At this point, I think it's fair to say I've written more or less the same review for the past few Marvel movies, from Guardians of the Galaxy to Age of Ultron to Ant-Man, with a couple of deviations in there, but more or less along the same lines, because the formula has become so efficient and executed so functionally, yet un-creatively, that it's starting to become difficult to come up with something new to say after seeing the latest "episode," as they've essentially become.
Really, what can I go into with this latest one? It's purportedly a Captain America movie, but since every Avenger except Thor and the Hulk are in it, along with the perfunctory introduction of some new people (Black Panther, the latest Spider-Man), it becomes a glorified Avengers vs. each other movie, a concept that comes from a famous comics storyline, yet was clearly selected and timed to compete directly with the recent Batman v Superman disaster. This is a better movie than that one (it's sort of hard not to be), yet, just like all the Marvel Studios films, it feels like a committee-driven, assembly line ready product devoid of anything resembling innovation or any stamp of directorial vision so as not to distinguish it too much from the other episodes in the series.
Which is not to say there aren't some good things in here, especially if you are a fan of these films, and I don't mean to disparage anyone who is. Comic book fans have forever wanted to see the stories from those pages come to life on the big screen, and Marvel, under the all seeing eye of head honcho and Marvel Studios president Kevin Feige, has become very successful at implementing countless new heroes into a big tent universe that is ready and willing to accommodate any of them without too much fuss. Moments that I liked in this one include the new Black Panther guy (Chadwick Boseman), who basically serves as a teaser for his own film coming next year and has a cool, tight leather striped costume, and yes, the new Spider-Man kid, who's now a teenager in high school again and played by Brit Tom Holland, who looks 12 and runs his mouth off with one-liners the way Spidey should (he's already the most appealing version of Peter Parker yet). Surprisingly, I also did like the epic airport fight scene between all the Avengers, which had the potential to be a trainwreck in the Batman/Superman style, yet it was handled with visual dexterity, a clear sense of where everyone is at all times, who's fighting who, and several perfectly timed jokes within the scene that actually land and work for what they're supposed to do. So kudos to the Russo brothers for pulling that off.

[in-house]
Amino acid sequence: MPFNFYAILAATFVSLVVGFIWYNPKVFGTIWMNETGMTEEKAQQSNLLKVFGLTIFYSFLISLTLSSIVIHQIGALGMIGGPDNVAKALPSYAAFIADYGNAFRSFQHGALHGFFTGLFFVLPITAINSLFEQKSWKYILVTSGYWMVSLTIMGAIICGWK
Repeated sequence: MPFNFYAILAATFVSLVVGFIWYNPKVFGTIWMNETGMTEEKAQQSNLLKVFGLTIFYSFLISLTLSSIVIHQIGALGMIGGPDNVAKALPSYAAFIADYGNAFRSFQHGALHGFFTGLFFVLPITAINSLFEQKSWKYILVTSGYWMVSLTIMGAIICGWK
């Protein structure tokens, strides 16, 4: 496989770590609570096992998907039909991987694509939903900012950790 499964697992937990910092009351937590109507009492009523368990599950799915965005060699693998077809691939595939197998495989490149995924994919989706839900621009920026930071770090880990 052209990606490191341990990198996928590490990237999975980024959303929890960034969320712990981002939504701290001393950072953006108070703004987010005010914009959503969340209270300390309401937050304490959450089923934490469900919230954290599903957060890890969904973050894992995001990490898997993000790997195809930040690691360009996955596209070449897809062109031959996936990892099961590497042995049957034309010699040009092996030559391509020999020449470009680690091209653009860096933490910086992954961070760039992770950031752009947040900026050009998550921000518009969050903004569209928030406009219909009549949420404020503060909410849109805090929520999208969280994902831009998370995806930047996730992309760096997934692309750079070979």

But the story itself is not interesting or really all that important, the characters don't make any more impression on you than they ever have, and at the end of the day it doesn't feel like a film that has any resonance or weight to it in the slightest- and this is in spite of the fact that this particular one is trying to go deeper with its themes of whether or not superheroes should be kept in check by the world governments. Maybe there's a way to make you care about a story like that and about Captain America and Iron Man being on separate sides of an ostensibly hot button political issue, but the truth is I just didn't. Tony Stark's woe is me routine is well played by Robert Downey Jr. this time out, but I still didn't care that much (he's so upset that he and Pepper Potts have recently broken up, but after three of his own movies, this was apparently so unimportant that it happened offscreen. See you around, Gwyneth). And Chris Evans's straight-laced Steve Rogers is desperately devoted to dear old Bucky (Sebastian Stan) until the end, butcome on now, how much does anybody really care about Bucky in these movies anyway? Did you spend the time between Winter Soldier and Civil War pondering, for any single second the, fate of the completely undeveloped Bucky in this universe?
The token women, Scarlett Johansson's Black Widow and Elizabeth Olsen's Scarlet Witch, are again given precious little to do while the allotted screentime has to go to setting up the upcoming Black Panther and Spider-Man films, and the war between heroes culminates in a fairly lame showdown between Iron Man and Captain America before all rifts will inevitably be healed of course. So in the end, what was really the point of all this? I guess it's nice that in this one we don't have another world ending alien invasion or robot villain for everybody to fight, but these movies have become to so dryly competent and functional as to feel utterly uninteresting to me. I think the one episode after another feel of this franchise belongs in another medium entirely, and that's called television. A format in which you can develop characters, relationships and enemies over time, in arcs that give you something closer to the serialized nature of comics that these big screen adventures aren't capable of in any true emotional sense, especially if you drain each film of the ability to retain its own vision by having a particular kind of voice, ala Deadpool, for example. It's fine, it works, and I even liked some of it while I was watching it. But I'm just finding it harder and harder to remember to care about it.
* * 1/2